What an amazing experience!

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Tasmania – Day 4 and 5

by on Okt.16, 2010, under Tasmania, Traveling Australia

Day 4 – Friday 15 October

It was time to say goodbye to our nice hosts and to leave Northern Tasmania to slowly head back south to catch our flight the next day.

A quick stop at the Preston Falls which were easily to miss but have been one of the great waterfalls so far.

Preston Falls, Ulverstone, Tasmania

Preston Falls, Ulverstone, Tasmania

Now further on right through the middle of Tassie where we passed nice the great Liffey Forest in the Central Highlands and the Great Lake.

The normal road suddenly turned into a gravel road and we were a little afraid for our car. If only the land cruiser had been there…

As several times before and most some more times in the future we underestimated the distances and arrived late in the evening in Hobart where we took a hostel.

Day 5 – Saturday 16 October

Even on our last day it was (heavy) rain on and off but since we had to leave in the evening we didn’t let the weather change our plans. The famous Salamanca Market in Hobart turned out to be quite a tourist trap with lots of stands full of souvenirs and food. Well, we got a great Tasmanian devil t-shirt but the market was nothing special.

Back into the car and down 90 k’s to the Tahune Forest to see the famous Tahune air walk – a walk at the tree tops. Heavy rain spoiled our mood but we bravely took some pics anyway.

Quite wet and cold we jumped in our car and headed back to the airport where our airline seemed to show the usual chaos: first our flight was shown as boarding but the gate wasn’t correct so after some time our flight (already late) seemed to have departed but in reality was just leaving from another gate.

And very important: NO pictures outside the airplane as we have been told twice! Therefore, no proof pictures for you!

Conclusion:

Tassie has a beautiful landscape with some nice walks and beaches but also tries to make profit of every little tourist attraction they have (to see the old buildings at Port Arthur one had to pay 25 $). Despite the bad weather it was a nice experience but not as breathtaking as I had imagined it.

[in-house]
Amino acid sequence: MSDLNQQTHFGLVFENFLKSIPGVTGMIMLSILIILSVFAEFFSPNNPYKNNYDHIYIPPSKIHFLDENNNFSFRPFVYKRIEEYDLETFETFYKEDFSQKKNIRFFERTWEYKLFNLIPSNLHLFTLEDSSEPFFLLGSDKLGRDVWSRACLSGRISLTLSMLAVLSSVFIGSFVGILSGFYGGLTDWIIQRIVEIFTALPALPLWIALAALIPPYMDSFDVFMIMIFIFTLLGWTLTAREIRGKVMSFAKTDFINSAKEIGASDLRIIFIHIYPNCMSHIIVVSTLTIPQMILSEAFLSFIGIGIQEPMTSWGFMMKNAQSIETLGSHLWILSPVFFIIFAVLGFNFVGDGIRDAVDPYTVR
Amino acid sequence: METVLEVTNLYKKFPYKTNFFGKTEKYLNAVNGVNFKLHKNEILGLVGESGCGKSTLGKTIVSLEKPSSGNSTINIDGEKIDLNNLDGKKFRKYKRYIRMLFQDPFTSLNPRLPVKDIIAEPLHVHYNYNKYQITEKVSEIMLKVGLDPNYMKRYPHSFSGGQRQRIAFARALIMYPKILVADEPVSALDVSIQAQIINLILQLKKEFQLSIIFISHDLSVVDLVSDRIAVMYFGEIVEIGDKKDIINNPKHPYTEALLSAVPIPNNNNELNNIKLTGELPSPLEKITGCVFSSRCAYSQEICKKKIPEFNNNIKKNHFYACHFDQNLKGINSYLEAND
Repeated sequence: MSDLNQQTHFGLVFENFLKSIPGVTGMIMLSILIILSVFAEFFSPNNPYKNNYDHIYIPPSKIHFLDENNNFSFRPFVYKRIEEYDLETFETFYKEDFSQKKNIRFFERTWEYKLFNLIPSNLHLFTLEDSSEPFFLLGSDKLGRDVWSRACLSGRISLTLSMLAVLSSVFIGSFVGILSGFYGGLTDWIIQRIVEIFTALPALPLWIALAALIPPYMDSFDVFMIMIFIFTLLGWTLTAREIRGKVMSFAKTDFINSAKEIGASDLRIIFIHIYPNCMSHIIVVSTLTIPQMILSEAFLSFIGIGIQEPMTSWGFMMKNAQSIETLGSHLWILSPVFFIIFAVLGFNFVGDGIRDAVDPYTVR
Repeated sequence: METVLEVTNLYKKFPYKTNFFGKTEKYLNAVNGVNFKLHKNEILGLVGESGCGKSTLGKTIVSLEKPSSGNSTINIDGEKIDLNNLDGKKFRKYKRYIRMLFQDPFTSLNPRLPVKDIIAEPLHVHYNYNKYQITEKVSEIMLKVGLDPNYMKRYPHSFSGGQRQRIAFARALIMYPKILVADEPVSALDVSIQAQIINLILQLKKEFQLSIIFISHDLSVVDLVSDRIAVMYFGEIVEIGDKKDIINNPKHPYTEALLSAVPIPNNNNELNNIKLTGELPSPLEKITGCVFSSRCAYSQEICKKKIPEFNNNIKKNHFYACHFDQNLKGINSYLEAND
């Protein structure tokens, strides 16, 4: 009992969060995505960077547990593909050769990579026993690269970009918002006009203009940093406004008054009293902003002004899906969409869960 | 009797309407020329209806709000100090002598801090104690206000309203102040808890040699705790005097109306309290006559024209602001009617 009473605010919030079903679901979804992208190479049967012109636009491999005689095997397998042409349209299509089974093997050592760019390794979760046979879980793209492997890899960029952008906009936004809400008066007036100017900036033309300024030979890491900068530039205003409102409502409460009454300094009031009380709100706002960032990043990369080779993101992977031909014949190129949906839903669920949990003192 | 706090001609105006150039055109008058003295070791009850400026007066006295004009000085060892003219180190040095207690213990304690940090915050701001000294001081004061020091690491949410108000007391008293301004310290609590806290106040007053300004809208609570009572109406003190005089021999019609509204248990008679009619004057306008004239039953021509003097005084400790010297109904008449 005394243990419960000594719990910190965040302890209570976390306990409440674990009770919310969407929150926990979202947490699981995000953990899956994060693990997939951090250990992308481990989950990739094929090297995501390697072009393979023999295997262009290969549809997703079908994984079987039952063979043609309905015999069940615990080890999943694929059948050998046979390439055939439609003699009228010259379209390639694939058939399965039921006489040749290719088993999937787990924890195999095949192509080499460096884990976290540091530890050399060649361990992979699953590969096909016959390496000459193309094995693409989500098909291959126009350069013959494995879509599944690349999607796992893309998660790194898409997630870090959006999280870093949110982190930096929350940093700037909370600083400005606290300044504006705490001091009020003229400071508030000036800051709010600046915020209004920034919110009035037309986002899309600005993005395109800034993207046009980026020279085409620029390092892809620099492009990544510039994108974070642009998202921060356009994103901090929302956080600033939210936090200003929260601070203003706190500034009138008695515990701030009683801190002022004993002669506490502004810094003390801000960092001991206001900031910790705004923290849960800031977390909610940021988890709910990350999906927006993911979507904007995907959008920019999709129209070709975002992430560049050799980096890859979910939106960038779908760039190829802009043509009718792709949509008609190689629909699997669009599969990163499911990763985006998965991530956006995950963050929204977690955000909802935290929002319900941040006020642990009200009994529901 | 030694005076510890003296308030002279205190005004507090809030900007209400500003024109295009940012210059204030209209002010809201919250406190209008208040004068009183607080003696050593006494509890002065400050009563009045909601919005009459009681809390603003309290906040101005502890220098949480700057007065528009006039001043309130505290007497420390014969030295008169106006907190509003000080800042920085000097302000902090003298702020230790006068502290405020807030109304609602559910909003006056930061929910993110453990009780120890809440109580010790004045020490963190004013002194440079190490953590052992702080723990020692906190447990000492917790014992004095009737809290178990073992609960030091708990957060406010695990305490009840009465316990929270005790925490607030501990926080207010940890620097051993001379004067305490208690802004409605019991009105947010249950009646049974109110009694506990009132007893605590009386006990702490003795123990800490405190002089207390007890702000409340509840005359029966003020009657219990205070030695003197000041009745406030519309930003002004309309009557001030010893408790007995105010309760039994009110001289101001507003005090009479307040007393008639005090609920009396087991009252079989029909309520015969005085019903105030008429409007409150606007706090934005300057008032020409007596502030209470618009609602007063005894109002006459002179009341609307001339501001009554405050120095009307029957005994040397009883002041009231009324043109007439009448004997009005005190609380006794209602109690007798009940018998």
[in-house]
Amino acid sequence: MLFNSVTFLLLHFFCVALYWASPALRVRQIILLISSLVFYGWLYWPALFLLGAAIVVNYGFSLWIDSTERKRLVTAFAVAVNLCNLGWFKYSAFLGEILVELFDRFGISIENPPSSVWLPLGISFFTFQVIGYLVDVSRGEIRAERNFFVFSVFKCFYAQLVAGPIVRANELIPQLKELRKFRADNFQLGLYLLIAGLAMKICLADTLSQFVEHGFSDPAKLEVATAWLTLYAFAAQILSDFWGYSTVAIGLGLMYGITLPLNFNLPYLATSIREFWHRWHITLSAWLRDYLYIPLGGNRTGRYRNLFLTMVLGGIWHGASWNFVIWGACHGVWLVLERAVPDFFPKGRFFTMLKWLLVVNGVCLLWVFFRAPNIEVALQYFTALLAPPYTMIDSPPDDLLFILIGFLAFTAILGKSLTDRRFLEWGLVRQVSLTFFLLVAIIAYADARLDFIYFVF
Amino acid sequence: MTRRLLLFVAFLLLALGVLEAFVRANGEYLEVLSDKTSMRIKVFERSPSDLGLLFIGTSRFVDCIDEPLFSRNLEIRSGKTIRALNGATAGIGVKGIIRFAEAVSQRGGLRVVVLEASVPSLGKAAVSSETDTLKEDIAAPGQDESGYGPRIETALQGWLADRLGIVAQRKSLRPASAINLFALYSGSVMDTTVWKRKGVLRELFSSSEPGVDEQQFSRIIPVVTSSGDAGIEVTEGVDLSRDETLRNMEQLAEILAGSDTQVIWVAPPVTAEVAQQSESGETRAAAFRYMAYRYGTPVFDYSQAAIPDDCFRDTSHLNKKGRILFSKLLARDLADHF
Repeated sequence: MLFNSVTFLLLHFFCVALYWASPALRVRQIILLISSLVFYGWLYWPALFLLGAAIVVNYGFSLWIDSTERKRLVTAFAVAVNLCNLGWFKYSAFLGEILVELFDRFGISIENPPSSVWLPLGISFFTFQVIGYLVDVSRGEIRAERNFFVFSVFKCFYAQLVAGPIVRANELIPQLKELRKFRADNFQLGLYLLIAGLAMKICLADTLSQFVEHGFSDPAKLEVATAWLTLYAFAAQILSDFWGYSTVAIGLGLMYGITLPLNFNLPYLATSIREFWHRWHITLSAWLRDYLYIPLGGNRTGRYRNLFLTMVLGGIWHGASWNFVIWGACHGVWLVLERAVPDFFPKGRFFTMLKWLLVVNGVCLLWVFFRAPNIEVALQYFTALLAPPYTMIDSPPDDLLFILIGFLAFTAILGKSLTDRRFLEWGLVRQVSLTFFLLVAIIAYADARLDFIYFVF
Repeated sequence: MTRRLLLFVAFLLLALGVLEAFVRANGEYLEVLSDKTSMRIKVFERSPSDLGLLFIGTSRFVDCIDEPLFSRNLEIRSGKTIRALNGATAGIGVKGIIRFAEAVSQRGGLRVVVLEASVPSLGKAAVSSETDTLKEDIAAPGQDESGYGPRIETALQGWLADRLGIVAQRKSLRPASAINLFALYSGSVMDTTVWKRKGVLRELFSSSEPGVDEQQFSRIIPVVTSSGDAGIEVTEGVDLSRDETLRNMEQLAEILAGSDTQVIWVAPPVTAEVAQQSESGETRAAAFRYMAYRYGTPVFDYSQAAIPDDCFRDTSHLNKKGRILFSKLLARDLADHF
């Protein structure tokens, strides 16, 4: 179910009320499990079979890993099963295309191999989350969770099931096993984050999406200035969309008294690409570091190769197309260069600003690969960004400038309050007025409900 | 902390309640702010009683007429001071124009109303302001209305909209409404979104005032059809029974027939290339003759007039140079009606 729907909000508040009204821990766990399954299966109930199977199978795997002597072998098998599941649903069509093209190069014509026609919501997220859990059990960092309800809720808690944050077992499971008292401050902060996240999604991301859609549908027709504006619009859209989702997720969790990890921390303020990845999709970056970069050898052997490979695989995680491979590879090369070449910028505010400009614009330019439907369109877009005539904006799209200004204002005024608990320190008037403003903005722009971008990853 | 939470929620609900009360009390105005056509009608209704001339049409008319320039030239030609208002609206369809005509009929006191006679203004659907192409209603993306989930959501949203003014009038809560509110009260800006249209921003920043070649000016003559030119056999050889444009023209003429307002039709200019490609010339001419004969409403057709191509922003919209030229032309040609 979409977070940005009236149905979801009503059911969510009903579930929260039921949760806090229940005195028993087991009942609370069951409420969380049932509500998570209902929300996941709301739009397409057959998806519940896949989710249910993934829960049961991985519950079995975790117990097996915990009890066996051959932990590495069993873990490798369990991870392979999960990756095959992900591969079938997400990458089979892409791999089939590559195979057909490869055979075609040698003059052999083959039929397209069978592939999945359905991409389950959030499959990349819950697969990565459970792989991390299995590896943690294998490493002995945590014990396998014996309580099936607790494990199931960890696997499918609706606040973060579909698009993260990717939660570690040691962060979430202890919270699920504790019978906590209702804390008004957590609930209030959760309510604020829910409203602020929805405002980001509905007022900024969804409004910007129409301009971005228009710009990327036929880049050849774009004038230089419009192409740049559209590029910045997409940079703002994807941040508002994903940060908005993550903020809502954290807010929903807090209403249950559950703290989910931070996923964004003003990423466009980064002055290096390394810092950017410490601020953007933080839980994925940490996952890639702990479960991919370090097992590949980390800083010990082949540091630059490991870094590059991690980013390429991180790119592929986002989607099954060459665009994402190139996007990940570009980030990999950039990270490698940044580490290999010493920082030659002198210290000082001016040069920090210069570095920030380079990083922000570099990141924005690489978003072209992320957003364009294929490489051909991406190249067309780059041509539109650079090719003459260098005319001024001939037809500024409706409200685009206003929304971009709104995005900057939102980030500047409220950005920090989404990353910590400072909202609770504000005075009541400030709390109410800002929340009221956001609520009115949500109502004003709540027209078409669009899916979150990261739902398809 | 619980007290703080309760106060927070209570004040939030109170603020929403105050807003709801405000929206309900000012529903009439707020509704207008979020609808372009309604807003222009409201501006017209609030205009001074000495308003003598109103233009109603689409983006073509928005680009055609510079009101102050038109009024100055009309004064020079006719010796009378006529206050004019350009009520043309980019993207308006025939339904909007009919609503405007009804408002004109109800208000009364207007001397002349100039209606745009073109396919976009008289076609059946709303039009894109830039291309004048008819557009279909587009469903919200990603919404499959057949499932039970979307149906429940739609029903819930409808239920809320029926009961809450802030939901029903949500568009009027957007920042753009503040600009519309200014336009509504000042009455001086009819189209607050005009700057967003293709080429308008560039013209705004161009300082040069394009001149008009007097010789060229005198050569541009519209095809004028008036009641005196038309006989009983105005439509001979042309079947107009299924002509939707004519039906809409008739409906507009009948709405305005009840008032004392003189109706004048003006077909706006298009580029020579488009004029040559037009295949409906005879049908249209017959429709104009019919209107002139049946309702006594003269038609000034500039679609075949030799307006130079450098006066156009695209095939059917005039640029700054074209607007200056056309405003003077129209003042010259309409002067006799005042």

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Tasmania – Day 3

by on Okt.14, 2010, under Tasmania, Traveling Australia

We arrived late Wednesday night at Peter’s place deep in the Tasmanian forest near Ulverstone resp. Leven Canyon. We were sure to be on the wrong road (well, it wasn’t even a real road) when we finally found it.

Peter and his family bought some land about 15 years ago and built all the buildings themselves. They even have a hydro-powered site by using the small creek and waterfall that runs across their property to get a generator running and produce electricity. Peter brews his own beer and wine and tries to be quite independent.

Here some picture of his property:

Some animals living there…

day 3 – Thursday 14 October

We went to the Leven Canyon which was around the corner from Peter’s place and did the Leven Canyon Walk.

On our way back from the lookout we went through some beautiful forest:

We drove up north to Devonport because we wanted to look at some aboriginal inscriptions in the rocks there but apart from rocks we couldn’t find anything else.

Except for this very strange thing:

Mysterious thing

Mysterious thing

Finally a quick (only 100 k’s) visit to the Cataract Gorge in Launceston and a quick ride on a much praised but a little disappointing chairlift – although it’s the longest single-rope chairlift in the world.